Attorney disbarred for using law firm's computer, assets

DANNY RILEY [#153827], 33, of Bevery Hills was disbarred effective July 20, 1996, and ordered to comply with rule 955. Riley was found culpable, after a default trial, of multiple instances of misconduct involving dishonesty and moral turpitude when he used his employer's computer system for personal business and overbilling clients.

In 1990, Riley was hired as law clerk and remained with the Los Angeles firm after he passed the bar in 1992. In mid-1992, he was discovered deleting information from the firm's computer system and placed on suspension pending an investigation by the firm.

It was discovered that Riley had been using the firm's assets and facilties over an 18-month period for personal activities at the expense of the firm and its clients.

Approximately 8,000-10,000 pages of unauthorized documents were created by Riley and stored in the computer system, using 25-30 percent of the system's capacity and slowing down its operation.

Items retrieved from the firm's computer system dealt with Riley's outside business interests and included information on running a film and video rental business, documents relating to script writing and promotion, a list of producers in Texas, Lexis research on "The Brady Bunch," "Bart Simpson," Anthony Robbins motivational programs and documents relating to seminars assisting students entering college and law school.

Other documents related to Riley's personal business endeavors included a dating service for 40- and 50-year-olds, a power of attorney for "non-poor elderly," a bankruptcy practice for credit card debt and job applications in the entertainment industry.

The internal investigation also turned up a significant number of personal online searches which were improperly billed to the firm and its clients.

Total out-of-pocket costs incurred by the firm due to Riley's misconduct amounted to $38,030.60. Of that amount, Riley defrauded the firm of $24,451 for improper Lexis Law Research online costs, $12,531 for overbilling law clerk/cite checking time and $1,048.60 for unauthorized personal photocopy charges.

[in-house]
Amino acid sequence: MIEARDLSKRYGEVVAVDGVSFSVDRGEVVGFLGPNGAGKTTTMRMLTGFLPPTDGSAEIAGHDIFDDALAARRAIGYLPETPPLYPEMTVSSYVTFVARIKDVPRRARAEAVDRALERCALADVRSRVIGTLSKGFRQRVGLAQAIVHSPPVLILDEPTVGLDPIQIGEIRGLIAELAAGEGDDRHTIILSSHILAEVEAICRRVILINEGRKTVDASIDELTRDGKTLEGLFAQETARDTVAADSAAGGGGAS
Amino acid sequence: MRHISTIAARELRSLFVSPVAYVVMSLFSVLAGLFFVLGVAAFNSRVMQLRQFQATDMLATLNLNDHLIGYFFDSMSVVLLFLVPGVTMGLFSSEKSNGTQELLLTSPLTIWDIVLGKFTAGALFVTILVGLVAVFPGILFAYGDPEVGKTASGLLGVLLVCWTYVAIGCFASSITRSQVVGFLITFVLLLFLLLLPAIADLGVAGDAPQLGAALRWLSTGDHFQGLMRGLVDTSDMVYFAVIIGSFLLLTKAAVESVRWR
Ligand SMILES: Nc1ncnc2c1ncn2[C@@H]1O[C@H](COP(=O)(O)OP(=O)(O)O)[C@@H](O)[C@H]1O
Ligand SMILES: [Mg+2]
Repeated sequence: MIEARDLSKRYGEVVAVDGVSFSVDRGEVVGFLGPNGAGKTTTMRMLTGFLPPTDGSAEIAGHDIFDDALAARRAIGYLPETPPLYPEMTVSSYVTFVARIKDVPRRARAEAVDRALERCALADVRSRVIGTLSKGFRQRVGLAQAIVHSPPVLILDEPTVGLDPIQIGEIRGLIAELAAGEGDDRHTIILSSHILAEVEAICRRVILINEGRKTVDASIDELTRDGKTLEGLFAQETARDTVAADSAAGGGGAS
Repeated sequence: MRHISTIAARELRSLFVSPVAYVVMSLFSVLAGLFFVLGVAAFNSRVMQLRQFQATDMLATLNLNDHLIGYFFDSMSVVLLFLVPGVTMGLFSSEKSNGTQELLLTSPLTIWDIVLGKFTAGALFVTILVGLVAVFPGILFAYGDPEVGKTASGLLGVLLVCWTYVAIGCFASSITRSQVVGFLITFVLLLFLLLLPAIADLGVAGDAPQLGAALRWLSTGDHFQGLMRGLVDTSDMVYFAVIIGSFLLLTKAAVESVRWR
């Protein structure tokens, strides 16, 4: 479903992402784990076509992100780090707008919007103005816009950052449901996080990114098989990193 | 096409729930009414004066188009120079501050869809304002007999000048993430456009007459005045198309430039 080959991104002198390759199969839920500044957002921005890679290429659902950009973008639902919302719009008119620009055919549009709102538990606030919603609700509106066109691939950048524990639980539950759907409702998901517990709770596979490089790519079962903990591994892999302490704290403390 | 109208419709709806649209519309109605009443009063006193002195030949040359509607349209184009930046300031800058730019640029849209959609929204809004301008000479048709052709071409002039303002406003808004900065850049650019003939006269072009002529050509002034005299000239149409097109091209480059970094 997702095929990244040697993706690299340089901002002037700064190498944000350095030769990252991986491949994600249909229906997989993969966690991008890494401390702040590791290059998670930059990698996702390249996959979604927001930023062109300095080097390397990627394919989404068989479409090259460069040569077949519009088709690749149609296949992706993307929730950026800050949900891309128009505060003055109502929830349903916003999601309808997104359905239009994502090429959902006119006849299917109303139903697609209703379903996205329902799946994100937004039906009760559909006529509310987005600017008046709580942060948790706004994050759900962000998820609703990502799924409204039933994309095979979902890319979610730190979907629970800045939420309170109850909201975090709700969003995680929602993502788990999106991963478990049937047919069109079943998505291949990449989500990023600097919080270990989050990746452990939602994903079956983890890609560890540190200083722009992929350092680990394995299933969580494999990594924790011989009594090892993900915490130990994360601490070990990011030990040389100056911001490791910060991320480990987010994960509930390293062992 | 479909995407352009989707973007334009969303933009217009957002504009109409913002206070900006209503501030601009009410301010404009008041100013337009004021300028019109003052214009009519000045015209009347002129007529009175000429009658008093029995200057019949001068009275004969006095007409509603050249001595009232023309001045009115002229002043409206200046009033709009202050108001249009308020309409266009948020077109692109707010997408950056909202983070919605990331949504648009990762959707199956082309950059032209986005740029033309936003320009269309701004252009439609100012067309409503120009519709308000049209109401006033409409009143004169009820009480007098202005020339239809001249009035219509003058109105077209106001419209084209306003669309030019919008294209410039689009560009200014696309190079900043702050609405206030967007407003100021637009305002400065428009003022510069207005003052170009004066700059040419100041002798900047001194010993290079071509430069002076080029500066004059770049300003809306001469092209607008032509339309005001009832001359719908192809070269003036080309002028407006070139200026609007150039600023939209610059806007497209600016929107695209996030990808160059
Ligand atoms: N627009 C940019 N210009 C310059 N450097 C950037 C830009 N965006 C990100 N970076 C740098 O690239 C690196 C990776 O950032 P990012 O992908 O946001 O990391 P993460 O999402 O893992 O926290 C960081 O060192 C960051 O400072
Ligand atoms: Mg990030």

In the disbarment decision, the hearing judge wrote that Riley was in a position of trust and "grossly violated that trust by essentially stealing from [the firm] and its clients . . . what [Riley] did was no less reprehensible than if he had gained access to the firm's trust account and stolen funds from the account outright."

The firm's office administrator estimated that the cost of conducting the investigation into Riley's activities ranged from $25,000-$35,000. Additional costs incurred by the firm included $17,000 to restore the computer system, out-of-pocket investigative expenses and to correct Riley's unauthorized billing to the firm's administrative account.

Also, $24,475 was reimbursed to clients for overbilled online research charges and the $12,531 for law clerk/cite checking time.

In another matter, Riley was hired by a couple to represent them in a bankruptcy proceeding, but he failed to perform the services for which he was hired or return unearned fees of $660.

Riley's failure to appropriately participate in his disciplinary proceedings prior to his default entry was considered a minimal aggravating factor.

In his decision, the bar court judge said that Riley's disbarment was appropriate due to the amount of money involved and the lack of mitigation.

"That disbarment is the appropriate disposition is further indicated by the extended period of time over which the misconduct occurred, the sophistication of [Riley's] scheming, and by his failure to make any notable effort to make restitution to [one client] or explain any inability to do so," wrote the bar court judge.